Health impacts of Soviet nuclear tests


U.S. Russia and Kazakhstan secured plutonium before terrorists got it

The Post reported Sunday that hundreds of pounds of plutonium, enough for dozens of nuclear weapons, lay buried for years in Kazakhstan at the Semipalatinsk test site after the collapse of the Soviet Union and the end of the Cold War. After prodding by scientists, the United States, Russia and Kazakhstan entombed the plutonium in concrete so it could not be seized by scavengers, terrorists or states with malevolent intent. (The Washington Post)

The Gulag labor

The Semipalatinsk Test Site, also known as The Polygon, was the primary testing venue for the Soviet Union’s nuclear weapons. It is located on the steppe in northeast Kazakhstan.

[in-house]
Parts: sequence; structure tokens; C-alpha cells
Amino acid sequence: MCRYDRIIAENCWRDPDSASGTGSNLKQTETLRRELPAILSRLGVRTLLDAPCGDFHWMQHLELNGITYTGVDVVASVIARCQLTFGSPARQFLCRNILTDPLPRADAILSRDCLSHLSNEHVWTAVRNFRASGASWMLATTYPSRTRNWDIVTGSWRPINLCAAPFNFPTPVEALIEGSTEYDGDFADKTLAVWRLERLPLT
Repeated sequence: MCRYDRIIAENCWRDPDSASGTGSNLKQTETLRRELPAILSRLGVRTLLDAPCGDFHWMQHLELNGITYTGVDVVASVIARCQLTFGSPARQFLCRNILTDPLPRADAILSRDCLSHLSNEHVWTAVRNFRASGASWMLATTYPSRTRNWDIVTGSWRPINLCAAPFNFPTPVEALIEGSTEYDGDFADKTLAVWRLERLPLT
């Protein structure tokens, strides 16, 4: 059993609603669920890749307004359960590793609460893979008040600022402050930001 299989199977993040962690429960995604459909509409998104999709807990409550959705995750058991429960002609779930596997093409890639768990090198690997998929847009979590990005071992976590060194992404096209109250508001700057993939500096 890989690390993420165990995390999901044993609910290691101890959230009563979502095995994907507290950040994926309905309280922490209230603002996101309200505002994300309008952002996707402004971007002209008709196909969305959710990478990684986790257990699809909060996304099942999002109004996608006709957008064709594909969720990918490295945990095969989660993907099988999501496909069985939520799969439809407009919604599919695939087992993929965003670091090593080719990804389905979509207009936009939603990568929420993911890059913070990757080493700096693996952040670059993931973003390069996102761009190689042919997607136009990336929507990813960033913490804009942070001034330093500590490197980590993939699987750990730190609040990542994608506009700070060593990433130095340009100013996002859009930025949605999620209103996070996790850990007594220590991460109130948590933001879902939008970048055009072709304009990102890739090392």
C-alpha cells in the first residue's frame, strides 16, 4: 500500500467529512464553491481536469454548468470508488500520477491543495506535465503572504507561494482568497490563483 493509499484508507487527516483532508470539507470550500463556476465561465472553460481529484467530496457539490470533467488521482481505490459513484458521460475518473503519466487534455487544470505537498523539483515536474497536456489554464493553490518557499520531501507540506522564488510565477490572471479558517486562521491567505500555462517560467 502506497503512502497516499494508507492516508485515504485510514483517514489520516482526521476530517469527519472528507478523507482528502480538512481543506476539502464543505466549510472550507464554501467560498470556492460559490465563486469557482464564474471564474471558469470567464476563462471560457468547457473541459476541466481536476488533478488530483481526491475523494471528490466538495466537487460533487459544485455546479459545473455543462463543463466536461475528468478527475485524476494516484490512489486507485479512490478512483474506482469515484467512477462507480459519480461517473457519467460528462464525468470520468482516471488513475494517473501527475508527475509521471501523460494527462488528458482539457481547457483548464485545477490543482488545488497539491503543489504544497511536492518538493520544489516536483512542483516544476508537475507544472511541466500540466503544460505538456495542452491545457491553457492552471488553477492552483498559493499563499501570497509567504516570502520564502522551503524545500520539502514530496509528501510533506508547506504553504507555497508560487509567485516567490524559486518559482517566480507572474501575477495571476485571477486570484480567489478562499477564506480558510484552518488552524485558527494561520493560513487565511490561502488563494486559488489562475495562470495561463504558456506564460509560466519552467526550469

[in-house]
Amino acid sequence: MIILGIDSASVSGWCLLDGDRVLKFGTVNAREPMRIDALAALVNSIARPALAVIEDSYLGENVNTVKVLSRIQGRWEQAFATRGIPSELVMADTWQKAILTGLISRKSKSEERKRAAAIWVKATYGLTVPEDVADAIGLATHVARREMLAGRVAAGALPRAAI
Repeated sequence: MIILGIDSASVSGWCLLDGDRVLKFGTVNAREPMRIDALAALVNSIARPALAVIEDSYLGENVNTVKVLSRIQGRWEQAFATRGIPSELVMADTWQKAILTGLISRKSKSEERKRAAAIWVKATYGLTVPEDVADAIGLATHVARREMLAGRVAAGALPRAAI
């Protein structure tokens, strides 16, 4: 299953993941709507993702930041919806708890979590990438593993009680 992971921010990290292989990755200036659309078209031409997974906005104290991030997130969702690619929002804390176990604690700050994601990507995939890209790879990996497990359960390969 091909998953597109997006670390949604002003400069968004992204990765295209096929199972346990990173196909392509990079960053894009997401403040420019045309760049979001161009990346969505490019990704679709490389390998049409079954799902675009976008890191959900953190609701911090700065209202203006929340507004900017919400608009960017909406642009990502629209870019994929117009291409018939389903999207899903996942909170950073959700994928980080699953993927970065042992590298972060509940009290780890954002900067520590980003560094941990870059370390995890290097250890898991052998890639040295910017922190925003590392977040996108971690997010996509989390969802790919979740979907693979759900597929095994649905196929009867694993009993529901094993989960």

The Soviet Union conducted 456 nuclear tests at Semipalatinsk from 1949 until 1989 with little regard for their effect on the local people or environment. The full impact of radiation exposure was hidden for many years by Soviet authorities and has only come to light since the test site closed in 1991.
The site was selected in 1947 by Beria, political head of the Soviet atomic bomb project (Beria falsely claimed the vast steppe was “uninhabited”). Gulag labor was employed to build the primitive test facilities, including the laboratory complex.
After some of the tests, radioactive material remained on the now abandoned area, including significant amounts of plutonium.(Wikipedia)

Health impacts

The full impact of radiation exposure was hidden for many years by Soviet authorities. The general consensus of health studies conducted at the site since it was closed is that radioactive fallout from nuclear testing had a direct impact on the health of about 200,000 local residents. Specifically, scientists have linked higher rates of different types of cancer to post-irradiation effects. Likewise, several studies have explored the correlation between radiation exposure and thyroid abnormalities.